This is Science Today. Dr. Jon Levine of
the University of California, San Francisco compared
men and women who came out of surgery. He gave them
both a pain medicine called a kappa-opioid, which
relieved the women's pain, but not the men's --
the first known gender difference in a pain reliever.
Levine: What kind of biological differences that underlie this I think is a whole set of questions that have just opened up.
Narrator: Levine thinks evolution may have something to do with it.
Levine: From an evolutionary point of view, there are lots of differences between men and women. The aspects of childbearing -- female sex hormones, male sex hormones affect cells in the nervous system that may play a role in reproductive function. And they may well have evolved in relationship to that.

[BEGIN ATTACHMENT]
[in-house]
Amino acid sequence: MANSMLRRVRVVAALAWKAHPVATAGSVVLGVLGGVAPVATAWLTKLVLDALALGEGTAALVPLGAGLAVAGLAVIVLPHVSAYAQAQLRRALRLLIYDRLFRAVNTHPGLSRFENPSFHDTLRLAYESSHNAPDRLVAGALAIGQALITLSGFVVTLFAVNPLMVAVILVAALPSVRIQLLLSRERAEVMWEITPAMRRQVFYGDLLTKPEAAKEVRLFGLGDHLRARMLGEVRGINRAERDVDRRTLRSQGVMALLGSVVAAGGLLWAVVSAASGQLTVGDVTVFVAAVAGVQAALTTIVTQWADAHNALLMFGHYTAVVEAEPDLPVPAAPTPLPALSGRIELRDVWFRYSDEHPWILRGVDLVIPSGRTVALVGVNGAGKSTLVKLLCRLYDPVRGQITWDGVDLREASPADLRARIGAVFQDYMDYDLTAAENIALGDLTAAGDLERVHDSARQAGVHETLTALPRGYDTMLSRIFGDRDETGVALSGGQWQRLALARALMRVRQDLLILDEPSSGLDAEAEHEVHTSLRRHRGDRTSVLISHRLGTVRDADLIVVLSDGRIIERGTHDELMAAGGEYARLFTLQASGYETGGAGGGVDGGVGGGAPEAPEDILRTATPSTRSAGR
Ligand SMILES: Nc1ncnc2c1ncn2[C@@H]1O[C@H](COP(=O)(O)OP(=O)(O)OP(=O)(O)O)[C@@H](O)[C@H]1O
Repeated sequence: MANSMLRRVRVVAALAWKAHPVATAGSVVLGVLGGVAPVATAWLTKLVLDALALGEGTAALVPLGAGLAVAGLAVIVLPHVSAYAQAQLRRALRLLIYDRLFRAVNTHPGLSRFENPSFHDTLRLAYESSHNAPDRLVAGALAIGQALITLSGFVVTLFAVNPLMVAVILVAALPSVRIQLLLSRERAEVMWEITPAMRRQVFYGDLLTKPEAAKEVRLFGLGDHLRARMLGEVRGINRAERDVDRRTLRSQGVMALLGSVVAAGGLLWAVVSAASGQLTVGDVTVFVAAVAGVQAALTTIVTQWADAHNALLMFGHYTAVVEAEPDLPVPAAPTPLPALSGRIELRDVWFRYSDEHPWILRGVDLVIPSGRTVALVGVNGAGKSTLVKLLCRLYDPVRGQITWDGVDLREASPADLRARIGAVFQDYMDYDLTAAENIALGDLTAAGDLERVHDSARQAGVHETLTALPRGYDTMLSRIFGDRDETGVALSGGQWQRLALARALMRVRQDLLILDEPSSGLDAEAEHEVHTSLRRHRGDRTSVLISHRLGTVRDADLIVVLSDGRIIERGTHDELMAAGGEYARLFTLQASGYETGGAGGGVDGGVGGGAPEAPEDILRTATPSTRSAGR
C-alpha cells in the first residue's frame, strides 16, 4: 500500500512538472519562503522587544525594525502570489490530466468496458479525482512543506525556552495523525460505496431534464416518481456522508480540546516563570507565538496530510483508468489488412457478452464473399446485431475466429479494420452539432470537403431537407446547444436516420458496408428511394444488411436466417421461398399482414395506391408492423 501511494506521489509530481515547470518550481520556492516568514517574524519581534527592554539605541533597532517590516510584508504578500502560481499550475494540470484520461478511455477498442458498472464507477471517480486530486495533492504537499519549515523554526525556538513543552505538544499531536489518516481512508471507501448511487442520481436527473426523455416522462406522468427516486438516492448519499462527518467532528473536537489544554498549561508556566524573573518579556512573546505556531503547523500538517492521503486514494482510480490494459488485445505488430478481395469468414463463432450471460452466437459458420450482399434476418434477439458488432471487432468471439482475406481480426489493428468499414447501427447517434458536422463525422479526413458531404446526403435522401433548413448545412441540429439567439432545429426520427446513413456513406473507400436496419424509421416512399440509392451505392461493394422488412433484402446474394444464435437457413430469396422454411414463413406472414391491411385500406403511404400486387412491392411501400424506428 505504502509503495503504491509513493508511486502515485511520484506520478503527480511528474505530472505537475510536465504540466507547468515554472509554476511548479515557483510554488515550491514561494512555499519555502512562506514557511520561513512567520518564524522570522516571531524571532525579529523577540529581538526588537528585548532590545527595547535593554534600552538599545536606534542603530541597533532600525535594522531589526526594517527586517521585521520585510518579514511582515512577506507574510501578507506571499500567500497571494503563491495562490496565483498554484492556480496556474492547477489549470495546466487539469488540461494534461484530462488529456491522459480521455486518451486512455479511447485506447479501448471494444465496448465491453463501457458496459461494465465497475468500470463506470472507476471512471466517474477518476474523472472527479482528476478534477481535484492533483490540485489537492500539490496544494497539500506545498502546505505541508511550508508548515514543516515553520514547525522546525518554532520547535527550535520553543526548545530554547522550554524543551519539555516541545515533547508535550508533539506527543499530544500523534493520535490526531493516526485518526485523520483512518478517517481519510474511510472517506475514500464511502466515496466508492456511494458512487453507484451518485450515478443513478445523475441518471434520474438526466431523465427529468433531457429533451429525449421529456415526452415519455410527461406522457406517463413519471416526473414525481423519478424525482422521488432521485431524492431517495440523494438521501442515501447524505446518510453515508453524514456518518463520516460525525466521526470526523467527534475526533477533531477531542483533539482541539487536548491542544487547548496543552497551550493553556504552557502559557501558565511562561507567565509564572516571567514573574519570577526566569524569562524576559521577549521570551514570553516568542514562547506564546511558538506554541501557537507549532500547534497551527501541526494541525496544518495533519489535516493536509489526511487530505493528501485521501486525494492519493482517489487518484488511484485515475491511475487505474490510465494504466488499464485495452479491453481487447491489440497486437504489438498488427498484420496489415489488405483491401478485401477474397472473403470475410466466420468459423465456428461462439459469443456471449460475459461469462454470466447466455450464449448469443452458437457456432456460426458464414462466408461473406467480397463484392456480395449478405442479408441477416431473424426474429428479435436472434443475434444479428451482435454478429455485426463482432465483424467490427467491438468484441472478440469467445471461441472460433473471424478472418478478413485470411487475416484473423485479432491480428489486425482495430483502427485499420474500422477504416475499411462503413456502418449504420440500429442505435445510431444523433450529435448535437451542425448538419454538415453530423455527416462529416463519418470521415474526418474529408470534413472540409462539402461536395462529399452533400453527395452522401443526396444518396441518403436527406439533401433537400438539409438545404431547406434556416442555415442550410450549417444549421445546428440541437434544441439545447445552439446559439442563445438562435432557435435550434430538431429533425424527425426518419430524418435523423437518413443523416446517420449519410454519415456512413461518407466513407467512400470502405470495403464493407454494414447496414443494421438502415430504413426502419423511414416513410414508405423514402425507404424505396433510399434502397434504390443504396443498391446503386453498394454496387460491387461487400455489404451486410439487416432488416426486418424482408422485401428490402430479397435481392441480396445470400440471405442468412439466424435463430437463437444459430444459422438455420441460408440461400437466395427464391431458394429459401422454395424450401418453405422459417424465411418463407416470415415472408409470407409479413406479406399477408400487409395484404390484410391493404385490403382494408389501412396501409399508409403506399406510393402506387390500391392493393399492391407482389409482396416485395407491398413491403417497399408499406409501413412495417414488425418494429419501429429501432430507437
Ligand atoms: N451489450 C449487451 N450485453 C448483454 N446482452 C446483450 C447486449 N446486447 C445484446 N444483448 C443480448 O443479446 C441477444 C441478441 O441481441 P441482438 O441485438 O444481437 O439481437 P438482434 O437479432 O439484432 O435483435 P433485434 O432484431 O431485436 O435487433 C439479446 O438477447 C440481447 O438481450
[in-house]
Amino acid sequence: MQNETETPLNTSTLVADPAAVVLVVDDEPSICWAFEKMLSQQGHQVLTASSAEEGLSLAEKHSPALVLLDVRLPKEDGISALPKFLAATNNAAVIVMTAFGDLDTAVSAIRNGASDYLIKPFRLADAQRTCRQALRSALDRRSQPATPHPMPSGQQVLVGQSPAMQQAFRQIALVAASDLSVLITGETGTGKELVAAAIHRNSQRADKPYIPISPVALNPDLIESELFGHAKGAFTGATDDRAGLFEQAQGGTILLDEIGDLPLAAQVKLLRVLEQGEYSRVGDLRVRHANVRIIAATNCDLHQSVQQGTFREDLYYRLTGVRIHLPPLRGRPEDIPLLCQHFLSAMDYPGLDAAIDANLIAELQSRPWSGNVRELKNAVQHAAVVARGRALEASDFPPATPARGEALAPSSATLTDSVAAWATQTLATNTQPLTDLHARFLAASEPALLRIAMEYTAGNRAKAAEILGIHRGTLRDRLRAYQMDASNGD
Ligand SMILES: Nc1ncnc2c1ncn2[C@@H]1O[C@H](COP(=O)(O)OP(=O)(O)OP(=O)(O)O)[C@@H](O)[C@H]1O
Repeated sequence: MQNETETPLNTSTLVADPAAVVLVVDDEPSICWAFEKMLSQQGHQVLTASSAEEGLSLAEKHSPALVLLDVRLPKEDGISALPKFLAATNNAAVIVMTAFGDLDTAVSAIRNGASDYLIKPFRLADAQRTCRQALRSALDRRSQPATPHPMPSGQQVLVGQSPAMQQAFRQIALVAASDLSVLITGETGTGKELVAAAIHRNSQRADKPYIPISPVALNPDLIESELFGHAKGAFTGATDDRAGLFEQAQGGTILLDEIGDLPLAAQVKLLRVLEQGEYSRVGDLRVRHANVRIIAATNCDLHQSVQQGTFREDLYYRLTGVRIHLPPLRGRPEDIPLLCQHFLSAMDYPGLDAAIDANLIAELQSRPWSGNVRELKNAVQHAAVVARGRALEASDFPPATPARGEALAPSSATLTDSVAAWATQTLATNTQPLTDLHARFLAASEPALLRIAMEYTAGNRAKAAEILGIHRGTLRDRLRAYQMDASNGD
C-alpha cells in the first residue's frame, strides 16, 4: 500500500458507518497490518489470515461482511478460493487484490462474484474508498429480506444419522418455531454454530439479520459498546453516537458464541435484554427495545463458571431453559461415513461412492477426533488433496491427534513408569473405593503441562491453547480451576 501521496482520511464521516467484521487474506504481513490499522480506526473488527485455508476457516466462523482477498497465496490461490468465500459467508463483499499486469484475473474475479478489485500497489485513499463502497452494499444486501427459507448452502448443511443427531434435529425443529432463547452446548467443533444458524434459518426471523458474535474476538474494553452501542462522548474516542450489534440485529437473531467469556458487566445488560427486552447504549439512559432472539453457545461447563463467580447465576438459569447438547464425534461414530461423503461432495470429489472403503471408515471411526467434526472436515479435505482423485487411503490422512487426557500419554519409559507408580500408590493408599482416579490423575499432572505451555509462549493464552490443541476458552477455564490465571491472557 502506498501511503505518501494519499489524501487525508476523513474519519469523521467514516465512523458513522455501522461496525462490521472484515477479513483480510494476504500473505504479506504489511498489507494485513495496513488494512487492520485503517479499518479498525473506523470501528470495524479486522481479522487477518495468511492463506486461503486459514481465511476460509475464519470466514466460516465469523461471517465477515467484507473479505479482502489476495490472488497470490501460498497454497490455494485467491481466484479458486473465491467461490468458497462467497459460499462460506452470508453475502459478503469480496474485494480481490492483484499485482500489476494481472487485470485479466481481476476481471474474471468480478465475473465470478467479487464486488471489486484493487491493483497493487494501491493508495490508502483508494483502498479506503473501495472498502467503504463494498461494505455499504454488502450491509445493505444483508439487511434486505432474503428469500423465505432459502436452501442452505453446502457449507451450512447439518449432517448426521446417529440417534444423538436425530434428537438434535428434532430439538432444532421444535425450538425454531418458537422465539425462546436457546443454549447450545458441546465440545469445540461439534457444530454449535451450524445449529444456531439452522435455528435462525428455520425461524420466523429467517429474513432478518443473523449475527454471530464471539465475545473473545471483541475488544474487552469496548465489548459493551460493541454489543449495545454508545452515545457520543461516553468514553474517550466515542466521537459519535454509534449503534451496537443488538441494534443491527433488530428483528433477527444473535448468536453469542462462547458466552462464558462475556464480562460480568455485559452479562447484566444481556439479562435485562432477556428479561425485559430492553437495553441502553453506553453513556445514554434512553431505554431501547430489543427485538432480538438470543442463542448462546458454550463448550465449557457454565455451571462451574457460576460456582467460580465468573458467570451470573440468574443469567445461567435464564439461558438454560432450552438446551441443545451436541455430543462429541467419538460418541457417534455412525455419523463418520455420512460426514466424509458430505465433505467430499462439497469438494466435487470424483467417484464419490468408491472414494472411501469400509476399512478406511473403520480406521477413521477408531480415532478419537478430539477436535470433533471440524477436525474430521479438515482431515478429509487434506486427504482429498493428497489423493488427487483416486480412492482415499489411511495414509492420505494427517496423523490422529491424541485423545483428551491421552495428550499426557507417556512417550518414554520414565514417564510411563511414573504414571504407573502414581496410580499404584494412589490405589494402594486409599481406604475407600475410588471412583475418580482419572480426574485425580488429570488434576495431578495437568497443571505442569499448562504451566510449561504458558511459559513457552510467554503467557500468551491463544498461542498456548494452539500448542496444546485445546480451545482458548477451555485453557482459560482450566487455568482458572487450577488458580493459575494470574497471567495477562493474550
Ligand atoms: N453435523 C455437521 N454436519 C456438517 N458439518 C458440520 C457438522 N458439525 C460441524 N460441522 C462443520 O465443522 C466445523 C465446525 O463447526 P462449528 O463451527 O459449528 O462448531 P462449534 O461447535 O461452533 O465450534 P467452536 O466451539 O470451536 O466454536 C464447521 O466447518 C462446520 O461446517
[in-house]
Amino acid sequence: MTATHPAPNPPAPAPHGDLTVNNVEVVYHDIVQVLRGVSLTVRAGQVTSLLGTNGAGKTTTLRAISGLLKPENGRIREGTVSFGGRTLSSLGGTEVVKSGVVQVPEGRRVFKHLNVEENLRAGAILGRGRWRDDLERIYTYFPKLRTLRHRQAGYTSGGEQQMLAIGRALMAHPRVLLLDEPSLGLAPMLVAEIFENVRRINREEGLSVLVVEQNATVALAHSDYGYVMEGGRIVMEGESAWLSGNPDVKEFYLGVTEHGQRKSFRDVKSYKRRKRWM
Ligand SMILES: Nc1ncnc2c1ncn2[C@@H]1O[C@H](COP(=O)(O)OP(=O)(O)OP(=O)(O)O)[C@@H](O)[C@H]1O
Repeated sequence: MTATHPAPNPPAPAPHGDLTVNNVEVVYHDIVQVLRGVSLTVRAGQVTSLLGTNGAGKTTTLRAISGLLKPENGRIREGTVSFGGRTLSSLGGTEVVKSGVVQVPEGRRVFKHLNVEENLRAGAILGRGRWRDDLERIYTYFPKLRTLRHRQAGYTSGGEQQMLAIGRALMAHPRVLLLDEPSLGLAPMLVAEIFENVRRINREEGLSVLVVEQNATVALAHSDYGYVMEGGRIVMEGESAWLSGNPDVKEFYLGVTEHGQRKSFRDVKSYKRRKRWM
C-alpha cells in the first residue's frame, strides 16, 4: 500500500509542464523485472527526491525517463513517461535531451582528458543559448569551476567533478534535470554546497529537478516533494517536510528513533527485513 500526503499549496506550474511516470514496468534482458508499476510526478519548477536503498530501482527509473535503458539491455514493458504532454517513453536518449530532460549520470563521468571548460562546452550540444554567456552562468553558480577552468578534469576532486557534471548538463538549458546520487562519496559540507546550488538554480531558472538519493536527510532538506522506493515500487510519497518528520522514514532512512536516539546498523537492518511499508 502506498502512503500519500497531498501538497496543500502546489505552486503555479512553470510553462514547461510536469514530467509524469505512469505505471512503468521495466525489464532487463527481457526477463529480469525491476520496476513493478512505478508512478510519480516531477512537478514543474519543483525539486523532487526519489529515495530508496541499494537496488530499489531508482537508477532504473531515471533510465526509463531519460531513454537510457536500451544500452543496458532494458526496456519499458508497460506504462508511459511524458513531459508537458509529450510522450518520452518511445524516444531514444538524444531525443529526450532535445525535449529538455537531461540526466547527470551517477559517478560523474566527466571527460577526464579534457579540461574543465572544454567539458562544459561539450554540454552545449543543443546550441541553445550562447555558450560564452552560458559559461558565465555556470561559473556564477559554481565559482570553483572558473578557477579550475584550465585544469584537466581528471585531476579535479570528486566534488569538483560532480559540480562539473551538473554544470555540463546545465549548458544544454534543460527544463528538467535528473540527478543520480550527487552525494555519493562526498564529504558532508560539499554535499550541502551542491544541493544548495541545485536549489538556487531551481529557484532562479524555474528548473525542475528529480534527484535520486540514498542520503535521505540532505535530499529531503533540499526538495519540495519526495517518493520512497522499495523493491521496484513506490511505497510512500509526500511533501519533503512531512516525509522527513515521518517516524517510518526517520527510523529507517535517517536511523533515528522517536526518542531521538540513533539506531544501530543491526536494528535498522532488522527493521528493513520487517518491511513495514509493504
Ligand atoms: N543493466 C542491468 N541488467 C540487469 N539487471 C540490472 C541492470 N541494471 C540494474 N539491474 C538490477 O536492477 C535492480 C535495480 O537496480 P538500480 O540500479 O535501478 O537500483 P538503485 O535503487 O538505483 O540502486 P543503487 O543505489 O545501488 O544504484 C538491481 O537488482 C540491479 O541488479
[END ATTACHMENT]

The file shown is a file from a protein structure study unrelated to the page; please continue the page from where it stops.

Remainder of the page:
Narrator: Although Levine is the first to find the difference, it may have shown up in earlier studies without scientists realizing it.
Levine: We've certainly received phone calls from investigators around the United States and around the world who've gone back and looked at some of the data that they've collected and found similar effects -- just they had never compared their male patients to their female patients.
Narrator: For Science Today, I'm Steve Tokar.